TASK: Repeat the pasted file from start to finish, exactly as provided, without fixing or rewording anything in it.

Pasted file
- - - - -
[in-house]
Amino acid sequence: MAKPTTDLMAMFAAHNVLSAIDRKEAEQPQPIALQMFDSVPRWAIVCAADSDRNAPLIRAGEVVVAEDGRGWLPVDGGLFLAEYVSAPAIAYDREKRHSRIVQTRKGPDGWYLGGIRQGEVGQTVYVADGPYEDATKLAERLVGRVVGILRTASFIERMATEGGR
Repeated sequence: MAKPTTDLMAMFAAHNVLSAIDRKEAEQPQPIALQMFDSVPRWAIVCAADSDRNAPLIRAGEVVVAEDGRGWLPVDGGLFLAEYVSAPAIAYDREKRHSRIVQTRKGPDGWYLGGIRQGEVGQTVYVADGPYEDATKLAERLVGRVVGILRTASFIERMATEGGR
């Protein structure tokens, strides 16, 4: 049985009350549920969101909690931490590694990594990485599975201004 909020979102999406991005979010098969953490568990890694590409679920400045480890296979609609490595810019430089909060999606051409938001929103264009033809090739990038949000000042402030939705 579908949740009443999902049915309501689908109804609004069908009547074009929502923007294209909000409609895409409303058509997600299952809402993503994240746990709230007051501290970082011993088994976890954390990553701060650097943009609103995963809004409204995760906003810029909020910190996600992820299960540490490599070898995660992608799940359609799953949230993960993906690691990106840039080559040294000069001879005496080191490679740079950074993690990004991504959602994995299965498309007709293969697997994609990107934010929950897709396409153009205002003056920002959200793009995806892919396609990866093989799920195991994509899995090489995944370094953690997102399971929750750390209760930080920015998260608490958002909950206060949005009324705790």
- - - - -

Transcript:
[in-house]
Amino acid sequence: MAKPTTDLMAMFAAHNVLSAIDRKEAEQPQPIALQMFDSVPRWAIVCAADSDRNAPLIRAGEVVVAEDGRGWLPVDGGLFLAEYVSAPAIAYDREKRHSRIVQTRKGPDGWYLGGIRQGEVGQTVYVADGPYEDATKLAERLVGRVVGILRTASFIERMATEGGR
Repeated sequence: MAKPTTDLMAMFAAHNVLSAIDRKEAEQPQPIALQMFDSVPRWAIVCAADSDRNAPLIRAGEVVVAEDGRGWLPVDGGLFLAEYVSAPAIAYDREKRHSRIVQTRKGPDGWYLGGIRQGEVGQTVYVADGPYEDATKLAERLVGRVVGILRTASFIERMATEGGR
């Protein structure tokens, strides 16, 4: 049985009350549920969101909690931490590694990594990485599975201004 909020979102999406991005979010098969953490568990890694590409679920400045480890296979609609490595810019430089909060999606051409938001929103264009033809090739990038949000000042402030939705 579908949740009443999902049915309501689908109804609004069908009547074009929502923007294209909000409609895409409303058509997600299952809402993503994240746990709230007051501290970082011993088994976890954390990553701060650097943009609103995963809004409204995760906003810029909020910190996600992820299960540490490599070898995660992608799940359609799953949230993960993906690691990106840039080559040294000069001879005496080191490679740079950074993690990004991504959602994995299965498309007709293969697997994609990107934010929950897709396409153009205002003056920002959200793009995806892919396609990866093989799920195991994509899995090489995944370094953690997102399971929750750390209760930080920015998260608490958002909950206060949005009324705790």